For meditation, I need three things for successfully changing it into a “must”: doing it at a consistent time every day (so I remember), making the behavior as easy as possible (harder to blow off), and reducing my expectations (to make it less daunting). I put a meditation app (Buddhify) on my phone’s home screen, and am doing just one “waking up” track (3-7 minutes) before breakfast.
Insight #3. On days when I successfully turn “shoulds” into “musts,” what happened? What specific things did I do to succeed? How can I have more days like that? We often forget about these “Bright Spots” in diabetes – what am I doing right that should be replicated?
Insight #4. On days when my “shoulds” remain undone, what got in the way? How can I minimize or even eliminate these barriers? What are my Landmines – the mistakes or bad choices I make over and over again that sabotage my efforts? How can I change my environment to avoid them?
To sustain meditation as a “must,” it’s also been helpful to view consistency as the goal. That means three minutes every day is better than 21 minutes once a week. If I complete the process of actually sitting down to breathe every morning, I’m succeeding.
Insight #5: With new behaviors, define “success” as consistency.
By contrast, I talked in January about my 2016 goal of meditating “at least three days per week.” While my logic was sound, it hasn’t followed through into actual behavior – “at least three days per week” is too vague (which days?), and I’ve realized that it is not consistent enough to build what needs to be a daily habit. Thinking of meditation as a daily “must” seems to be working better for me; we’ll see if I can sustain it!
Is changing “shoulds” into “musts” really possible?
I’ve talked before about my teenage self, for whom managing blood sugar and diabetes was a “should.” It didn’t turn into a “must” until:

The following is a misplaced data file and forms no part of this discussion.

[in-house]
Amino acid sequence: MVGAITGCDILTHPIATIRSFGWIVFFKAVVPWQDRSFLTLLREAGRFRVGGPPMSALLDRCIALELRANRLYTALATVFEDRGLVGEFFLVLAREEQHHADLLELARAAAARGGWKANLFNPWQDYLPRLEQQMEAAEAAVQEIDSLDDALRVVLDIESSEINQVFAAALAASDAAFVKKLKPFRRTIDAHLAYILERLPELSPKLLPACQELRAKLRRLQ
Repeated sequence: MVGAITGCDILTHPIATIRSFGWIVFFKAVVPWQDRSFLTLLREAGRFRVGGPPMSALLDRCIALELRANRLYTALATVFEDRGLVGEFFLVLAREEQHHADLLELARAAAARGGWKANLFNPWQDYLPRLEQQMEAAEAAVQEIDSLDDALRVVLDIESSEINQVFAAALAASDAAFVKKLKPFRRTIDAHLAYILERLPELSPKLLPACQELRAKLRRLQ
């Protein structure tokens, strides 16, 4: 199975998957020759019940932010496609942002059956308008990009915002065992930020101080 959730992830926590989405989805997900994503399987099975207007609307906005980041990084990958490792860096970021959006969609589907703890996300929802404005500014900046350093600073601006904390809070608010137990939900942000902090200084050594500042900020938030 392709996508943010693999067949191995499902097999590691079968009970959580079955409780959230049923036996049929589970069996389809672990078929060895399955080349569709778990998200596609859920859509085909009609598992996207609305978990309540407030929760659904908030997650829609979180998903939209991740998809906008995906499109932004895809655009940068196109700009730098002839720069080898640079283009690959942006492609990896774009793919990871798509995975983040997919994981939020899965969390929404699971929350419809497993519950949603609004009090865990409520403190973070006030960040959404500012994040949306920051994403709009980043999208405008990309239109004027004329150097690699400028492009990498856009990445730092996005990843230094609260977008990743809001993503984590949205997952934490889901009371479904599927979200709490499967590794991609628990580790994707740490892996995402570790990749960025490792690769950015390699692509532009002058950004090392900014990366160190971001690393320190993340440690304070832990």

I learned more about diabetes and nutrition, making “good health” part of my identity;
I started using continuous glucose monitoring (CGM) and saw the real-time impact that blood sugars had on my mood, energy, thinking, and those around me;
Discovered that eating fewer carbs was a gamechanging factor for keeping my blood sugar in range.
Right now, make a lists of your “shoulds.”
Which of those “shoulds” would make the biggest difference in your diabetes, health, or quality of life if you actually did it?
How can you turn that “should” into something like brushing your teeth – a “must” that you do every day?
What would be the benefits to the people around you?
How would it support your identity and the person you want to be?
On days when “shoulds” successfully turn into “musts,” what happened? How can you do these things more often? (Bright Spots)
On days when “shoulds” remain undone, what barrier got in the way? How can you knock them down? (Landmines)
Can you make consistency the goal?
I know this is not everything there is to behavior change, but I’ve found it useful as a starting point, particularly the impact my behavior has on others. I hope you can apply this framework to any “should” in your life – diabetes or otherwise.
[Credit to Priscilla Leung for the incredible graphic design!]